A list of indicators of bad science – many of these are found in articles promoted by anti-fluoride activists. Anti-fluoride activists have been pouring money into a scaremongering campaign warning pregnant women not to drink fluoridated water. They claim fluoride will lower the IQ of their future child. Fluoride ...
    6 days ago
  • Losing Labour’s Mills-Tone.
    Nothing Left To Say: Labour's pollster, Stephen Mills, remains swaddled-up in the comforting myths of the 1980s. As if the experience of Roger Douglas’s genuinely radical post-Muldoon policy agenda was literally a once-in-a-lifetime thing – as much as the party could possibly absorb for at least the next 50 years.MEMO ...
    6 days ago
  • Speaker: Disability and the Royal Commission of Inquiry into Historical Abuse
    The Royal Commission on abuse in care is very significant for the disability community. For many decades last century, thousands of disabled children, and adults who managed to survive, were locked away from families and communities. This was not for anything they had done, but for the perceived threat their ...
    6 days ago
  • Spain is not a democracy
    No Right TurnBy Idiot/Savant
    7 days ago
  • UK Conservatives hate democracy
    With an unfair voting system, uneven electorates and an un-elected upper house, the UK's "democracy" is barely worthy of the name. But now the government wants to make it worse:The government has been accused of suppressing voters’ rights with the potential disenfranchisement of tens of thousands of people after plans ...
    No Right TurnBy Idiot/Savant
    7 days ago
  • What is wrong with our building industry?
    Back in the 90's and early 2000's, the building industry was building leaky homes which should never have been granted consent. Now it turns out they've been building dodgy office blocks as well:New imaging technology has revealed hundreds of major buildings nationwide have defective or missing concrete or reinforcing steel. ...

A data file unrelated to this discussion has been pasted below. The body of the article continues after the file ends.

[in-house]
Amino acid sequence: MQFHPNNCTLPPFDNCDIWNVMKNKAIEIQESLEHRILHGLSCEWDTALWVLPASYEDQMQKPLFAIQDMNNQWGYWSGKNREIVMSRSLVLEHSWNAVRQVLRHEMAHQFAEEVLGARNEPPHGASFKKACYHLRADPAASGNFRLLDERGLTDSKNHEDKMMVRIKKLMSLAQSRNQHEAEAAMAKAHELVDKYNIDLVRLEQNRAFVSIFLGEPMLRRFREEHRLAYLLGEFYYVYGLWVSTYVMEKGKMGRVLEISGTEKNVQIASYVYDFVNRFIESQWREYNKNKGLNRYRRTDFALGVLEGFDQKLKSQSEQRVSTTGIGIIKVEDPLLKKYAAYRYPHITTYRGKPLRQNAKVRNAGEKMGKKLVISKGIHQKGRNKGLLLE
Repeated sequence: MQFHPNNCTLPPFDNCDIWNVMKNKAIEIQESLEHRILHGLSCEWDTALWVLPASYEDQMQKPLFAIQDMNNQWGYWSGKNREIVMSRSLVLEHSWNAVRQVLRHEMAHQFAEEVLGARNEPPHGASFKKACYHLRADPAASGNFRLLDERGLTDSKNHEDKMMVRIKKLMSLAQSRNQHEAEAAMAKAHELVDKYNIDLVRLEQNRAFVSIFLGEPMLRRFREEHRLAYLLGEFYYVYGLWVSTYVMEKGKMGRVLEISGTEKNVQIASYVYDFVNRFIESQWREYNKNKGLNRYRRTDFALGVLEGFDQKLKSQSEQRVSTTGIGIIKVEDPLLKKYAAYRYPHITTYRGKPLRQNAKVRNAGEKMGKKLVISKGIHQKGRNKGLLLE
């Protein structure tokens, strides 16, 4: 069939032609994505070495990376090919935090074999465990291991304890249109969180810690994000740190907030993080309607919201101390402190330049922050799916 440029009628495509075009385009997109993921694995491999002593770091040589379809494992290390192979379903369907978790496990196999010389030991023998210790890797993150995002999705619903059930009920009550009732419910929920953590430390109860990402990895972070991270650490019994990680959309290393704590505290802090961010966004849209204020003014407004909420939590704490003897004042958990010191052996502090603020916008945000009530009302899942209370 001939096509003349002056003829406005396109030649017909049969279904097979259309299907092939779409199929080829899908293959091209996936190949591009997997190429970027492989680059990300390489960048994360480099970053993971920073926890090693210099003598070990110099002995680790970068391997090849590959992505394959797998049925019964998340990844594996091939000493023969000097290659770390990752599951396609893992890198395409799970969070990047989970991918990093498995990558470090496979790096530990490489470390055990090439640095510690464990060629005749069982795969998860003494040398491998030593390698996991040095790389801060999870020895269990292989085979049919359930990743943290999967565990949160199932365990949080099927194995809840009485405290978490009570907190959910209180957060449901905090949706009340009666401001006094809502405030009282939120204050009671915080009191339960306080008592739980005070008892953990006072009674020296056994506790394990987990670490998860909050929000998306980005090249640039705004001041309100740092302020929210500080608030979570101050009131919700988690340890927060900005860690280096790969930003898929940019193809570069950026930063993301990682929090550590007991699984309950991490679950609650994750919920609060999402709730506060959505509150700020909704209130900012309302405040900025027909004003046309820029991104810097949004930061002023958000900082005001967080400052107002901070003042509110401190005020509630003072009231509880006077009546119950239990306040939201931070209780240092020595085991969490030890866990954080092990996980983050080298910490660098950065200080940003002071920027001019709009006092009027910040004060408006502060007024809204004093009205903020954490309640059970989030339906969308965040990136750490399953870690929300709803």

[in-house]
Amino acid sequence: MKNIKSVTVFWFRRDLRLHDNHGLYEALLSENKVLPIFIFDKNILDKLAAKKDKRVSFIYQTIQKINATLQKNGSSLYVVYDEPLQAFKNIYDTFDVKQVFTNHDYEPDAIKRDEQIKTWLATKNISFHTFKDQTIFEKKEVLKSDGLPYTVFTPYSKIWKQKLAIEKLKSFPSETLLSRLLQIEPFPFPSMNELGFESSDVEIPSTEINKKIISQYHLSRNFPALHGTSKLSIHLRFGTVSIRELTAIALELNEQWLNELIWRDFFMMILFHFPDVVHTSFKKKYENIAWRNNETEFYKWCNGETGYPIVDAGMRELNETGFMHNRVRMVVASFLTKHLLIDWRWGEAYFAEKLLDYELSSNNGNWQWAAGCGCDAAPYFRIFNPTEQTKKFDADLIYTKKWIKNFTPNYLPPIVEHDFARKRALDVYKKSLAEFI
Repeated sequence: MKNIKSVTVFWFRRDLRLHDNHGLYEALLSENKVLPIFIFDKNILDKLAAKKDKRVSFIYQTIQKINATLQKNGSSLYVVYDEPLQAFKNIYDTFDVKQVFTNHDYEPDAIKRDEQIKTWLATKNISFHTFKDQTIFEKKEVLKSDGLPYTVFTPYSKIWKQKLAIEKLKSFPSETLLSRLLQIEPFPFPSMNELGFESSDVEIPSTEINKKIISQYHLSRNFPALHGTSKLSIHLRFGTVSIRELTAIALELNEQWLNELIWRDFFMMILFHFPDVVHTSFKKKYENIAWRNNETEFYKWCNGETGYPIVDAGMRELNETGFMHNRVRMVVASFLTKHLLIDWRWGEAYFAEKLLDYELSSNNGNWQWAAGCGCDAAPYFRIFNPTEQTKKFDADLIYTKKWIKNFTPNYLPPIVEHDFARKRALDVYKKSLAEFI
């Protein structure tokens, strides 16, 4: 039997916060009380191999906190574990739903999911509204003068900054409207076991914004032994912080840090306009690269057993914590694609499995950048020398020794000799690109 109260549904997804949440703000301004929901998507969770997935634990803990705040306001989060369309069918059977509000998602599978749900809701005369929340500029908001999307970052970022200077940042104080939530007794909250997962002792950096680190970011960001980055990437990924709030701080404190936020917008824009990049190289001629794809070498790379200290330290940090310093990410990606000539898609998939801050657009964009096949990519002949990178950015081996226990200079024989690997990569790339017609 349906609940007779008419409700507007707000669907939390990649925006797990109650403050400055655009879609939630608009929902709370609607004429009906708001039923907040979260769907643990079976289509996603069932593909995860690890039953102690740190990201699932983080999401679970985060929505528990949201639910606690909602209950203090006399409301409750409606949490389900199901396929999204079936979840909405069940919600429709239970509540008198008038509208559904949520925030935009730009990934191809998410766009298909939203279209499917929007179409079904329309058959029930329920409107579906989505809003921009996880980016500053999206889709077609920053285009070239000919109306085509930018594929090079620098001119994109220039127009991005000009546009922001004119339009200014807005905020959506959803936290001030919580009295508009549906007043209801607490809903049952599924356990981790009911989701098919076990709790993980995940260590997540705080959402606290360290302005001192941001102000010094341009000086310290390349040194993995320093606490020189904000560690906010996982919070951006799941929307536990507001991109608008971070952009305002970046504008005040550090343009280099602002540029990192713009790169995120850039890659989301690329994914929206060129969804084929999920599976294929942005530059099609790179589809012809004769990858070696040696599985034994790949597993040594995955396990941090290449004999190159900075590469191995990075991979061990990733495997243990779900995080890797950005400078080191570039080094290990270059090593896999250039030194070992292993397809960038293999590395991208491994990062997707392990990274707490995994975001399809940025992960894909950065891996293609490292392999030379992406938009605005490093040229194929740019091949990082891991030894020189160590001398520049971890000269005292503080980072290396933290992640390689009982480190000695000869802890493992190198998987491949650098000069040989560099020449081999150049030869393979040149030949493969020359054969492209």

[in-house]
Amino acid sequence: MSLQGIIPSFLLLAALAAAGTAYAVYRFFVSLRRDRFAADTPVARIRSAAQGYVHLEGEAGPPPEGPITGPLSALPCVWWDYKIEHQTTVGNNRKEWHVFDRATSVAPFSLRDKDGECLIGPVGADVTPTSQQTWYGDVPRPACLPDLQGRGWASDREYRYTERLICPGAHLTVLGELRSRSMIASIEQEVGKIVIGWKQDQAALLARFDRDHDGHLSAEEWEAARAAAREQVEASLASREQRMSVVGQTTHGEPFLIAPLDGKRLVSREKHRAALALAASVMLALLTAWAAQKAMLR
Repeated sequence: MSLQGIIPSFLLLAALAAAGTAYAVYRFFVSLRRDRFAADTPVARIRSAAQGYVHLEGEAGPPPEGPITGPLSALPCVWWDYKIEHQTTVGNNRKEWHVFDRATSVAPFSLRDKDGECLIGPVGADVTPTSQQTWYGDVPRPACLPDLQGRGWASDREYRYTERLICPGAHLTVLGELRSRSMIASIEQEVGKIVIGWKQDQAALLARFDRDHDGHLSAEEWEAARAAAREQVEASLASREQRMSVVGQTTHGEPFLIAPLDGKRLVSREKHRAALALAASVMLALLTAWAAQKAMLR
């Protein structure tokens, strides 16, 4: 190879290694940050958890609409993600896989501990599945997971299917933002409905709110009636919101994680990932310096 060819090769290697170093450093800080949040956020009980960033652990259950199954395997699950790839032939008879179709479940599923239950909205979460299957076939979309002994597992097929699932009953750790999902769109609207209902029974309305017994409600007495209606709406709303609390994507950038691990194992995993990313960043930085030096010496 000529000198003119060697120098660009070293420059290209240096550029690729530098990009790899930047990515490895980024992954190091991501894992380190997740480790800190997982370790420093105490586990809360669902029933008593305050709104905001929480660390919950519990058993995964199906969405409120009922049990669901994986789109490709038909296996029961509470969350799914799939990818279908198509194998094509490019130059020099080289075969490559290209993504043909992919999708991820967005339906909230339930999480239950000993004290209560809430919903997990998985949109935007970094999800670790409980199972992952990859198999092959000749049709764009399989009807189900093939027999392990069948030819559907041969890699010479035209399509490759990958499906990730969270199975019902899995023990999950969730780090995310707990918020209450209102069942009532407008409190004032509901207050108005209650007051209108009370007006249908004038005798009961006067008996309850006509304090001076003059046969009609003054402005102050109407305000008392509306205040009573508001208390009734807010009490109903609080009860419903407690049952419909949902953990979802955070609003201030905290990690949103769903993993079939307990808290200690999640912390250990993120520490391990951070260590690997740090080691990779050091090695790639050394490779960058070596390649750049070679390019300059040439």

No Right TurnBy Idiot/Savant
    1 week ago
  • Local bodies
    Local body election results were released over the weekend, to joy or despair depending on where you live. In Auckland, Phil Goff trounced John Tamihere, who is muttering darkly about running for Parliament again (but which party would want him?) Wellington is now a wholly-owned subsidiary of Weta Workshop, except ...
    No Right TurnBy Idiot/Savant
    1 week ago
  • A future of government
      How could government evolve over the next decades? Reports of democracy’s imminent demise are greatly exaggerated.  However, satisfaction with political systems in many countries is low, so there is much to do for governments of all political stripes to improve relevance and trust. Digital technologies are seen as one ...
    SciBlogsBy Robert Hickson
    1 week ago
  • Speaker: Catalonia, interrupted
    Two years have now gone by since the Friday afternoon when my university-student son and I headed out of our Barcelona flat to a nearby primary school, designated as a polling station for the vote that was to be held the following Sunday: the referendum on Catalonia’s independence from Spain ...
    1 week ago
  • Sage Decisions Unwisely Over-Ruled.